The Moravian Diet (Latin: Moraviae generali colloquio; Czech: Moravský zemský sněm, earlier Moravský stavovský sněm; German: Mährisch-ständische Landtag), was legislature[1] of Moravia, the Diet, or general assembly, of the Estates of the Margraviate of Moravia and emerged from the earlier informal assemblies, known as Moravian corporate Diet (or Diet of estates of Moravian Land).

Moravian Diet

Moravský zemský sněm Mährisches Landtag
Legislative body of the Margraviate of Moravia
Coat of arms or logo
Type
Type
Chambers
  • Curia of Lords (nobility)
  • Curia of Clergy
  • Curia of Knights and Towns
History
Established1861 - last stage
Disbanded1918 (unformal), 1920 (formal by Constitution of Czechoslovakia 1920
Preceded byMoravian Diet of Estates, since 1288
Succeeded byNárodní shromáždění republiky Československé/National Assembly of Czechoslovakia
Seats151 (at dissolution)
Elections
Curial elections (last stage)
Last election
The Diet Elections of Country Moravia 15.6. - 8.7. 1913
Meeting place
Moravian Diet - New House 1887.JPG
Moravian Diet house, Brno, (Czech Constitutional court current days)
Early session room of Moravian Diet (13th C.) - Cloister of Dominican monastery in Brno
Debating chamber (Assembly hall) in New parliament house 1878

HistoryEdit

First session in 1254 convened to Brno by king Přemysl Otakar II. Regular session started since 1288, and met alternately in Brno and in Olomouc (both Dominican cloister). Since 1663 sessioned only in Brno .

The liberal constitutionEdit

In the Year of revolution 1848 (Spring of Nations) was from 31. May 1848 until 21. January 1849 held (so called) Moravian constitutional assembly. In 19.September 1848 was by this assembly adopted Moravian Constitution (German: Der Ferfassung für das Markgrafthum Mähren, Czech: Zřízení pro Markrabství Moravské).[2][3] This complies with the principles of the Federal Constitution and state representative government and civil liberties. Later this proposal was not ratified by Emperor Francis Joseph I.

Moravian CompromiseEdit

On November 27, 1905, leading members in Moravian Diet of the Czech (speaking) and German (speaking) communities in Moravia agreed to a political compromise that divided power in the provincial diet between Czechs, Germans, and members of the landowning and ecclesiastical aristocracy. The Moravian Compromise[4] was one of the few positive examples of an approach to a fair solution in the field of nationalities policies. Despite the deadlock in the language dispute between Czechs and Germans, a compromise acceptable to both sides and allowing a harmonious coexistence was found here.

The Moravian Compromise of 1905 was a root a compromise over what national equality of rights meant.

Czech and German understanding of it, and the compromise between them, even found numerical expression - in the proportions set be by Compromise for staffing nationally shared public institutions, such as crownland legistrature and administration, and for funding nationally partitioned ones, such as school.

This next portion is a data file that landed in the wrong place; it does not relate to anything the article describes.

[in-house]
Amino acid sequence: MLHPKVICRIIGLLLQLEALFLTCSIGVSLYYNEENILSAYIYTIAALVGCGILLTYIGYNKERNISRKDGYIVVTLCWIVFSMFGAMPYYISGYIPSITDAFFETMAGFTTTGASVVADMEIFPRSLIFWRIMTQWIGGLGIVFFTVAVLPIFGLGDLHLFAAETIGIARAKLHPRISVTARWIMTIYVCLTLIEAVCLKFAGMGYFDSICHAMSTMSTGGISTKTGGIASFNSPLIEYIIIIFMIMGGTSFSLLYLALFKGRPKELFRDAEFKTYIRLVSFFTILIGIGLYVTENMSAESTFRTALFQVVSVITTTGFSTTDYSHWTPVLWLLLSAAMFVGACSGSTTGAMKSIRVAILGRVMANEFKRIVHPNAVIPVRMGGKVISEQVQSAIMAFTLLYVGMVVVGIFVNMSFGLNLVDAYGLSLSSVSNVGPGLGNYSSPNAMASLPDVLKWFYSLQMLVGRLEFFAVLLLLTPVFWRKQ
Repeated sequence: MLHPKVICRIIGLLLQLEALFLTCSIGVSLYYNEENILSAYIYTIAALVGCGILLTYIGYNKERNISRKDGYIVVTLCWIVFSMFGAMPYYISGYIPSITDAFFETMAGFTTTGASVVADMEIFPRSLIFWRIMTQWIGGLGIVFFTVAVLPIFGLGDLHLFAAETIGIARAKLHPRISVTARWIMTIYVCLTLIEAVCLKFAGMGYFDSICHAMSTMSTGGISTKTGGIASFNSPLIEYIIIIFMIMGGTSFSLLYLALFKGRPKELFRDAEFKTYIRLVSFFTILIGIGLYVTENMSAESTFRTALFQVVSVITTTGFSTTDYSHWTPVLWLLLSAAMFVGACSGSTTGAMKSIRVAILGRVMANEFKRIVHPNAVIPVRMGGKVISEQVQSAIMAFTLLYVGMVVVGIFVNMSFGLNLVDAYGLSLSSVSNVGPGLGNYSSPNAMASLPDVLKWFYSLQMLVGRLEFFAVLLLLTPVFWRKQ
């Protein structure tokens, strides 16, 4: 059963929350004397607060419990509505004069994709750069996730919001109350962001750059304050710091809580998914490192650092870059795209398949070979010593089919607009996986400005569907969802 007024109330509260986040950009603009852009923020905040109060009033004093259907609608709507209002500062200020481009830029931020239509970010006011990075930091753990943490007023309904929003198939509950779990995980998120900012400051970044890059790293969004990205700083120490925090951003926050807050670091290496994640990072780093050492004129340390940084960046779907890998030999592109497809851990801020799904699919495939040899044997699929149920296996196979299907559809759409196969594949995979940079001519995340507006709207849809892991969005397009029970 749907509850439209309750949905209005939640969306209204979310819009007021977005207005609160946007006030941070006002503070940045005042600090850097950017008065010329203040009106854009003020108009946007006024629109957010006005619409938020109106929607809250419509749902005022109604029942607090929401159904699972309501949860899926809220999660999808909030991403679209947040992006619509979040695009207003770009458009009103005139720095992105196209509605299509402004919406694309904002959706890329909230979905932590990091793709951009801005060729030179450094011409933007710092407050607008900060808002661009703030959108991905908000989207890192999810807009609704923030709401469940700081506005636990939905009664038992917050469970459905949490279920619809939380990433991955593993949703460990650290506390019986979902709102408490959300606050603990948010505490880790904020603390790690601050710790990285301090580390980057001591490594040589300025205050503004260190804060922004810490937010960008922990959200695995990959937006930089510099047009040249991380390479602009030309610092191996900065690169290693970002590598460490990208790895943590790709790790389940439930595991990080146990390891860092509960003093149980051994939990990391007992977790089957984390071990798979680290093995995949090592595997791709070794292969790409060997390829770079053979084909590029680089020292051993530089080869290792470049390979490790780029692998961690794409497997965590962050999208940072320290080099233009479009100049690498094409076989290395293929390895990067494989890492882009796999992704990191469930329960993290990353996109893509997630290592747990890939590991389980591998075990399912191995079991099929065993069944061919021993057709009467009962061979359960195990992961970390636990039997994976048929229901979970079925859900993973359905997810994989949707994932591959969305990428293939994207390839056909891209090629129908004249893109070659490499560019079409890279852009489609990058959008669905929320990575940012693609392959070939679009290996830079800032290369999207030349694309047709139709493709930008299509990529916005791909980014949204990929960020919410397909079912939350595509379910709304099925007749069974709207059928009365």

The electoral conditions were altered so as to include in addition to the three electoral classes of the great landowners, the taxpayers in urban areas, and the taxpayers in rural districts a fourth universal electoral class consisting of every qualified voter; separate German and Czech electoral districts were established according to the national land registers, and Curia of the separate nationalities were instituted to settle all disputes involving the question on nationality. The question of language in the case of the autonomous national and district authorities has been settled on a bilingual basis, and the division of the school board according to nationality accomplished. Although, by the acceptance of this franchise reform, the Germans lost their previous majority in the Diet, they gave their consent to the change in the interests of public peace. Politically speaking the Margraviate of Moravia is an Austrian crown land, the highest administrative authority being vested in the governor at Brno. The Diet consists of 149 deputies: 2 members with individual vote, the Archbishop of Olomouc and the Bishop of Brno; 30 members of the landed interests (10 German, 20 Czech); 3 deputies from the Chamber of Commerce of Brno and from that of Olomouc; 40 representatives of the towns (20 German, 20 Czech); 51 representatives of the rural communes (14 German); 20 deputies from the electoral curia (6 German). In the Reichsrat (Imperial parliament in Vienna) of the Austrian Crownlands Moravia is represented by 49 deputies.

 
Moravian Compromise 1905, The map of new constituencies - General curia

ReferencesEdit

External linksEdit